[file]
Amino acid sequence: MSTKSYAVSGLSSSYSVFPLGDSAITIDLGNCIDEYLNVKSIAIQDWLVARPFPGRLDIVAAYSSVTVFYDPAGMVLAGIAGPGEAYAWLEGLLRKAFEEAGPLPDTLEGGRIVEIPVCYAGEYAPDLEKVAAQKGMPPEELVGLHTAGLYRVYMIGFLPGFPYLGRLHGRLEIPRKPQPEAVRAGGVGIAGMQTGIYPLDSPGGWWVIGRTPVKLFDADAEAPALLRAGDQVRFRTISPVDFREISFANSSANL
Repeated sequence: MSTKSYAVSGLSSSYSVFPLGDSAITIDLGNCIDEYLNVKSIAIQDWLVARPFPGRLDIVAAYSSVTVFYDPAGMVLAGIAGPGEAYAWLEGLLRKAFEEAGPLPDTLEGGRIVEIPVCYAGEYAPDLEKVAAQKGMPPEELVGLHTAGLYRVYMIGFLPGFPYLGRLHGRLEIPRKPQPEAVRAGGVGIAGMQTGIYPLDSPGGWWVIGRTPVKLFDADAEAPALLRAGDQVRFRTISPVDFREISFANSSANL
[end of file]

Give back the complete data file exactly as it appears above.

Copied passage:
Amino acid sequence: MSTKSYAVSGLSSSYSVFPLGDSAITIDLGNCIDEYLNVKSIAIQDWLVARPFPGRLDIVAAYSSVTVFYDPAGMVLAGIAGPGEAYAWLEGLLRKAFEEAGPLPDTLEGGRIVEIPVCYAGEYAPDLEKVAAQKGMPPEELVGLHTAGLYRVYMIGFLPGFPYLGRLHGRLEIPRKPQPEAVRAGGVGIAGMQTGIYPLDSPGGWWVIGRTPVKLFDADAEAPALLRAGDQVRFRTISPVDFREISFANSSANL
Repeated sequence: MSTKSYAVSGLSSSYSVFPLGDSAITIDLGNCIDEYLNVKSIAIQDWLVARPFPGRLDIVAAYSSVTVFYDPAGMVLAGIAGPGEAYAWLEGLLRKAFEEAGPLPDTLEGGRIVEIPVCYAGEYAPDLEKVAAQKGMPPEELVGLHTAGLYRVYMIGFLPGFPYLGRLHGRLEIPRKPQPEAVRAGGVGIAGMQTGIYPLDSPGGWWVIGRTPVKLFDADAEAPALLRAGDQVRFRTISPVDFREISFANSSANL